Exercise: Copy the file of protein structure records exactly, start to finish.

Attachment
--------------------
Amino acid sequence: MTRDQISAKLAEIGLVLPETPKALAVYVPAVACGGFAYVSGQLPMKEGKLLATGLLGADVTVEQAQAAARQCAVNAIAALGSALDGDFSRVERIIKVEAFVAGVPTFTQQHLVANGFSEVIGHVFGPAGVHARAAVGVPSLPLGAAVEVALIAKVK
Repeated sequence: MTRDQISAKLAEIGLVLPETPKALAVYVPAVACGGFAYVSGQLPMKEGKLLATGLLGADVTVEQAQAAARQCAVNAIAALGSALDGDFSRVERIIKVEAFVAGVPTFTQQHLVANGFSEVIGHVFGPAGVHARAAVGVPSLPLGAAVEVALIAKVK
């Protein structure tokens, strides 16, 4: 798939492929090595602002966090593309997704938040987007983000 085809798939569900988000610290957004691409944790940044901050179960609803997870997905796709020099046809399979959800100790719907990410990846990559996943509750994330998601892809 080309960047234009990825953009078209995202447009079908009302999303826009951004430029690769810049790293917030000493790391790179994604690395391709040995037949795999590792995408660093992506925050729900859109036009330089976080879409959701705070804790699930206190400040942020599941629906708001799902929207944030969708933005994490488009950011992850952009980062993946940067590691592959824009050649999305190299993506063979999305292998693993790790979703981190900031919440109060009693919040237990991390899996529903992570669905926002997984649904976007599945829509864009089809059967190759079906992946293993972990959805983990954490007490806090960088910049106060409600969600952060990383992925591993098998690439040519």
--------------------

Amino acid sequence: MTRDQISAKLAEIGLVLPETPKALAVYVPAVACGGFAYVSGQLPMKEGKLLATGLLGADVTVEQAQAAARQCAVNAIAALGSALDGDFSRVERIIKVEAFVAGVPTFTQQHLVANGFSEVIGHVFGPAGVHARAAVGVPSLPLGAAVEVALIAKVK
Repeated sequence: MTRDQISAKLAEIGLVLPETPKALAVYVPAVACGGFAYVSGQLPMKEGKLLATGLLGADVTVEQAQAAARQCAVNAIAALGSALDGDFSRVERIIKVEAFVAGVPTFTQQHLVANGFSEVIGHVFGPAGVHARAAVGVPSLPLGAAVEVALIAKVK
């Protein structure tokens, strides 16, 4: 798939492929090595602002966090593309997704938040987007983000 085809798939569900988000610290957004691409944790940044901050179960609803997870997905796709020099046809399979959800100790719907990410990846990559996943509750994330998601892809 080309960047234009990825953009078209995202447009079908009302999303826009951004430029690769810049790293917030000493790391790179994604690395391709040995037949795999590792995408660093992506925050729900859109036009330089976080879409959701705070804790699930206190400040942020599941629906708001799902929207944030969708933005994490488009950011992850952009980062993946940067590691592959824009050649999305190299993506063979999305292998693993790790979703981190900031919440109060009693919040237990991390899996529903992570669905926002997984649904976007599945829509864009089809059967190759079906992946293993972990959805983990954490007490806090960088910049106060409600969600952060990383992925591993098998690439040519």